A pharmacy is set to receive over $42,000 from its landlord after a determination that it should not have paid management fees
The lessees of a pharmacy in Mandurah, WA, applied to the State Administrative Tribunal with a number of questions, including whether it was lawful for their landlord, Kimbriki Nominees Pty Ltd, to charge management fees.
“The Tribunal determined that the applicant should not pay management fees to the respondent in the future and made orders that the respondent should repay the management fees to the applicant,” noted judge Tim Sharp.
The management fees were paid between about 1 April 2011 to about 27 April 2015.
The lessees, Walter Phillipe and Alan Hipper also complained that the landlord did not review and adjust the rent to the market rent at two-yearly intervals.
They said that “on the proper construction of the lease, and considering the imperative language of the market rent review provisions in the lease, the respondent was required to conduct these reviews”.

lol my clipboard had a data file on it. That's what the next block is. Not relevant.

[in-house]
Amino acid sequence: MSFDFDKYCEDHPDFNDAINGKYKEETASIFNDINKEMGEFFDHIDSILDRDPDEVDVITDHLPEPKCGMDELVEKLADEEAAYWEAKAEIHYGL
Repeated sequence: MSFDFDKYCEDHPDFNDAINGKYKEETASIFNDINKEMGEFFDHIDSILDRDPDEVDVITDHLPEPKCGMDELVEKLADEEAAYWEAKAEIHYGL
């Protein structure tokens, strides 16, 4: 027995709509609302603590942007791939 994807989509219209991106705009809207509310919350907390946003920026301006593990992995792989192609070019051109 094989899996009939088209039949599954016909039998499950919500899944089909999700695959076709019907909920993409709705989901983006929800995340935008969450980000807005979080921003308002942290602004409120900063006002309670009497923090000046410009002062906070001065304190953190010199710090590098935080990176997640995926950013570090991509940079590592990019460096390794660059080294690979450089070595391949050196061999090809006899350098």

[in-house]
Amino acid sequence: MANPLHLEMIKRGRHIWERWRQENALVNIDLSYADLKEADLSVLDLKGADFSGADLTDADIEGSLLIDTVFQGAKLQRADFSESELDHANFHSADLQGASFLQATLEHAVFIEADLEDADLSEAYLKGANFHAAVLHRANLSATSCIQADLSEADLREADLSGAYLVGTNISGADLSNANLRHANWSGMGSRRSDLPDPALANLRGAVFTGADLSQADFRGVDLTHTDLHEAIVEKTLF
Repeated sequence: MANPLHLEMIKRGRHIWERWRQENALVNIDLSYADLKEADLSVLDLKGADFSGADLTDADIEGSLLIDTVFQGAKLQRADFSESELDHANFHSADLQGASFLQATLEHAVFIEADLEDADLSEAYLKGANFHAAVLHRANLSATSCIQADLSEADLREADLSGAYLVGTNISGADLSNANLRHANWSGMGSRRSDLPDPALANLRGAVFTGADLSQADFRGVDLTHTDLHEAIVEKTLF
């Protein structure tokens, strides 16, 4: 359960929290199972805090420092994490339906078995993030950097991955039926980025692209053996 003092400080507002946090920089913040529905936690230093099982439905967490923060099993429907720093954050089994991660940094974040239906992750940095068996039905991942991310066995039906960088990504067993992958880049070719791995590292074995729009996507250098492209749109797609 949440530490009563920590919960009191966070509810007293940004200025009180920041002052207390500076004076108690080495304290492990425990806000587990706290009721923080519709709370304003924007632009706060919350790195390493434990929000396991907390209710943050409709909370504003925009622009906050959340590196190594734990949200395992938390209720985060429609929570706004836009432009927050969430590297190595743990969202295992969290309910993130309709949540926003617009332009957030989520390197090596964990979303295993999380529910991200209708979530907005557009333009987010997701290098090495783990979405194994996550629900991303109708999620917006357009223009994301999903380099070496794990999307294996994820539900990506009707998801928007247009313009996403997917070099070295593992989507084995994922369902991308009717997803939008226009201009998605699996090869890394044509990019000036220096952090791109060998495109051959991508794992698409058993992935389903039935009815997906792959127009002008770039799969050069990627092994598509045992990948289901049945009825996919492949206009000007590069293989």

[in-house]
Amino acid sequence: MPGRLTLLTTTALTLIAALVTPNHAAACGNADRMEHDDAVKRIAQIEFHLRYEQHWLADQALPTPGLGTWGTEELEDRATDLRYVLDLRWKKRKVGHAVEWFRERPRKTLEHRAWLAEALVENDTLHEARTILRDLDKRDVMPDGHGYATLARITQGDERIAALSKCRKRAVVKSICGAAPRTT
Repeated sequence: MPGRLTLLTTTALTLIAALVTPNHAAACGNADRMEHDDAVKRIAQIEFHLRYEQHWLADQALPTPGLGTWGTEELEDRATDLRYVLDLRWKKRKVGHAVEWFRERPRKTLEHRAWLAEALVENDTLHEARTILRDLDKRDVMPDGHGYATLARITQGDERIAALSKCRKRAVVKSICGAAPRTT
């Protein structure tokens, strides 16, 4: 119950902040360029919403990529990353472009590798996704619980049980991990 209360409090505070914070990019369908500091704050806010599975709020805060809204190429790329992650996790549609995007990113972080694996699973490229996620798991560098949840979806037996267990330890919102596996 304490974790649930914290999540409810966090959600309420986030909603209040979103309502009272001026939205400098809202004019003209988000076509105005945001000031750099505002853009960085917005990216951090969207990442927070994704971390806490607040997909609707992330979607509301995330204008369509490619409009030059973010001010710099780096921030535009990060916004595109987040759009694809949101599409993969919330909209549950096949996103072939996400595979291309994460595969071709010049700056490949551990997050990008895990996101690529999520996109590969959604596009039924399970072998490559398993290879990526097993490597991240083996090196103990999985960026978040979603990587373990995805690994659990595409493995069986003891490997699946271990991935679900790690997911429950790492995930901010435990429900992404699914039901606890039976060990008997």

The landlord, however, said the wording was such that it could elect whether or not to conduct a market rent review in any given year.
While the Tribunal determined that the landlord should have conducted market rent reviews, it said other questions—as to the rent that should have been paid, the current rent payable and whether the landlord should pay the trustees damages for any overpaid rent—weren’t within its scope.
“The parties need to conduct the relevant rent reviews and only if they fail to reach agreement on the question of what rent is payable can this be referred to the Tribunal,” Judge Sharp said.
The Mandurah Mail reports that after the decision, Peel Chamber of Commerce and Industry Inc manager Andrew McKerrell encouraged small business owners entering into agreements with landlords seek professional advice.
“It would appear that some businesses struggle to fully comprehend regulations and legislation in relation to contractual obligations,” he said.